Apart from the fact that the Manti Te’o fake dead girlfriend (or is it dead fake girlfriend?) story provides layers of confusion and intrigue regarding the role of Te’o (if any) in the ruse, his stunning, chronic inability to become suspicious if he wasn’t in on it, and the inexplicable failure of the media to have even the most basic level of curiosity about a story that in hindsight had plenty of holes and inconsistencies is the reality that the situation can have a negative impact on the player’s draft stock.
As one league source with extensive knowledge of the pre-draft process told PFT when the news first broke, “It could get ugly.” Another current NFL decision-maker said that the situation is “not helpful” to Te’o. Others we have contacted apparently are still too shocked by the situation to even begin to process what it all means.
The reality is that, moving forward, the impact of this event on Te’o's draft stock will be driven in large part by how he deals with it moving forward. Despite the Texans’ insistence that they opted not to make Reggie Bush the first pick in the 2006 draft for football reasons, the reality (as we heard time and again) was that the organization became uncomfortable with the manner in which Bush handled questions about an eleventh-hour story regarding free rent received by his family from folks in San Diego who wanted to represent Bush in the NFL.
While plenty of teams have drafted plenty of guys who have done plenty of bad things, most employers don’t react well to applicants whom they believe to be lying to their faces. If Te’o comes across that way in pre-draft interviews, it will not help him. At all.
If a private investigation firm hired by Notre Dame was able to fairly quickly piece together what transpired, any and every NFL team with any interest in Te’o will be able to do the same thing. The teams who are considering drafting him will know the answer to the questions before the questions are asked. That’s why, above all else, Te’o needs to tell the complete and total truth.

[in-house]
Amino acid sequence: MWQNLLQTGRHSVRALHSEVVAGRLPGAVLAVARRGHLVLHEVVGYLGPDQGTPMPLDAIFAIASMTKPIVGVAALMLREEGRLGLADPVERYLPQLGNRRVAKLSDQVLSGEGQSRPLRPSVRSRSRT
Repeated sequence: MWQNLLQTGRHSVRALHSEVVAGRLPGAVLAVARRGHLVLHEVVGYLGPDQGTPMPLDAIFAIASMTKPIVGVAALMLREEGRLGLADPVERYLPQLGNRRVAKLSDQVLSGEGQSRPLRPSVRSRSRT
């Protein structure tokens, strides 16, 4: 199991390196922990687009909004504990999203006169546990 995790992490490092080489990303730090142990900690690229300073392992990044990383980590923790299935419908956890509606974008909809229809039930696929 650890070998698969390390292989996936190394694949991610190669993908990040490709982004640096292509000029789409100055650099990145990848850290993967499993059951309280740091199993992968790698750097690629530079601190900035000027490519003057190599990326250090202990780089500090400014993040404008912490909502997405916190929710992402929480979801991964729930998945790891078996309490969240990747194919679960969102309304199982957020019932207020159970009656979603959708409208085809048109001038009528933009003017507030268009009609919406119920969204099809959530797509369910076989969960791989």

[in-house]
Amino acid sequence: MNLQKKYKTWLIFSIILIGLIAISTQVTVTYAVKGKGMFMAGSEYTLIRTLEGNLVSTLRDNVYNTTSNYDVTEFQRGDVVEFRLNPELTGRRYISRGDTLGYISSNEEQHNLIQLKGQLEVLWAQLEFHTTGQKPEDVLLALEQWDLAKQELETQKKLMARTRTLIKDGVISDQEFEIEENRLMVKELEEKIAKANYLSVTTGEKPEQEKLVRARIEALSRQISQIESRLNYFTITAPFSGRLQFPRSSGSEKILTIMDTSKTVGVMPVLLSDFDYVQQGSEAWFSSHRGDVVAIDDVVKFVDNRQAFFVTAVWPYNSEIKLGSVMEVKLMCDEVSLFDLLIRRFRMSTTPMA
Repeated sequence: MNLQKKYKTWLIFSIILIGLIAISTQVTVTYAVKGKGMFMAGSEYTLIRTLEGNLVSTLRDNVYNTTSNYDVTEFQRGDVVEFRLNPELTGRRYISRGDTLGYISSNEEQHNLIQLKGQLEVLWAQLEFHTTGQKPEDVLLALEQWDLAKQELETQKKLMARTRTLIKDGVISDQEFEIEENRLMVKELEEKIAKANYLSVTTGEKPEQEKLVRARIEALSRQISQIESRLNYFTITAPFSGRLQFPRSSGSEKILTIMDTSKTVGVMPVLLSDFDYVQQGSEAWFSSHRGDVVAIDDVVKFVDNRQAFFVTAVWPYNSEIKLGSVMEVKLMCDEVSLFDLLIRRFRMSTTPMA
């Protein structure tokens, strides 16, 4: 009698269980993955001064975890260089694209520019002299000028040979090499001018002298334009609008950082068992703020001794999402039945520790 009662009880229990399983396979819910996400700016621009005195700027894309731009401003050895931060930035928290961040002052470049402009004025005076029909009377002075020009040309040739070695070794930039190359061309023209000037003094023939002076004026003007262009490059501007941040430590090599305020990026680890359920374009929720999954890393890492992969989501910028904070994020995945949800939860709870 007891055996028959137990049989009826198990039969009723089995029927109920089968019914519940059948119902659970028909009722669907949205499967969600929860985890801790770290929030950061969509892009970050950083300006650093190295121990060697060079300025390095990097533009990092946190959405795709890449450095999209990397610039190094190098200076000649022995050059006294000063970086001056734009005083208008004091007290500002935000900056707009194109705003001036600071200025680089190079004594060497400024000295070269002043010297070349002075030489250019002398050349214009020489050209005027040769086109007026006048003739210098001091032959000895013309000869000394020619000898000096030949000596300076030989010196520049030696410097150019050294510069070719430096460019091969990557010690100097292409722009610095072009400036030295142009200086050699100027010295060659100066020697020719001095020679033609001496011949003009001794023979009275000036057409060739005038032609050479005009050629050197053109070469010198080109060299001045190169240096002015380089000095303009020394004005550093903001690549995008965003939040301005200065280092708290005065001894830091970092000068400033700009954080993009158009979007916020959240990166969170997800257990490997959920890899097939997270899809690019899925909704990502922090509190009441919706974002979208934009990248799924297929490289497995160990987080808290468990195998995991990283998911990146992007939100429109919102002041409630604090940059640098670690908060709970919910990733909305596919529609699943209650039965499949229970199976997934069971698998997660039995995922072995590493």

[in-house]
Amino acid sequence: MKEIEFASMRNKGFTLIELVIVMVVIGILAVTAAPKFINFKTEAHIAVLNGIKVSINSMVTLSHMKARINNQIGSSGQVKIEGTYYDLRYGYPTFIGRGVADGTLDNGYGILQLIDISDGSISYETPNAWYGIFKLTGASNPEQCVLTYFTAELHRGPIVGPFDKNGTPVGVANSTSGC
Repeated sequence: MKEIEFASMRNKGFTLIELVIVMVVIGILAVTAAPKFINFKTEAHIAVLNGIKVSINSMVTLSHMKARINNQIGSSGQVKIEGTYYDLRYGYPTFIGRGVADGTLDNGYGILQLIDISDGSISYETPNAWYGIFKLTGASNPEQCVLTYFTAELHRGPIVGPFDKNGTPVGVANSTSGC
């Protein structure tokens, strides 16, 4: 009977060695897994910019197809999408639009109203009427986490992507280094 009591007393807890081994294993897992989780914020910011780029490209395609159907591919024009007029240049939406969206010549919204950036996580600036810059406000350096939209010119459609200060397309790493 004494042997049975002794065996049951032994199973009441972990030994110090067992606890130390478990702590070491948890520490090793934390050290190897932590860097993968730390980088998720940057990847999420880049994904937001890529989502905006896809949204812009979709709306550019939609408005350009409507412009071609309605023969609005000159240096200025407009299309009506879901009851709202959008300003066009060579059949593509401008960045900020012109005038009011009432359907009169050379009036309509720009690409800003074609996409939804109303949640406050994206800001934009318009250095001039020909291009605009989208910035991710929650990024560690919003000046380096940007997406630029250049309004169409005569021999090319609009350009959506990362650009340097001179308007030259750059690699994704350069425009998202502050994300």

From the perspective of the public, which won’t have access to the investigative reports, it’s even more important that Te’o be perceived as telling the truth. Some folks are skillful liars. Others are horrible truth-tellers, displaying many of the signs of dishonesty (e.g., shifty eyes, red blotches on the face and neck, stuttering, stammering) simply because of the stress inherent to the situation.
Unfortunately for Te’o, the “say as little as possible” option no longer exists. Two years ago, when Jets coach Rex Ryan was confronted with bizarre foot-fetish videos (and related online content that never really got much attention), he called it a personal matter, he refused to talk about it, and it went away quickly because he gave the media nothing else to discuss or to explore, like an explanation that seemed a bit implausible or confusing.
In this case, Notre Dame quickly issued a statement painting Te’o as the victim, Te’o did the same, and Athletic Director Jack Swarbrick framed at a press conference the issue that will become the fulcrum for those who are trying to determine whether Te’o was involved in the hoax: the Clintonesque interpretation of the word “met.” Swarbrick explained that Te’o uses the word “met” in this context to refer only to online meetings. The various reports and accounts regarding their relationship suggest that there were multiple in-person meetings. Whether and to what extent Te’o provides a persuasive explanation on this point will go a long way toward shaping the perception of whether he’s telling the truth.
Either way, it’s too late to go silent. Swarbrick has said Te’o will speak. How, where, and when Te’o talks — and what he says and how he says it — will determine whether and to what extent the average fan believes him. What Te’o says behind closed doors with any interested NFL teams will ultimately influence the round in which he’s drafted.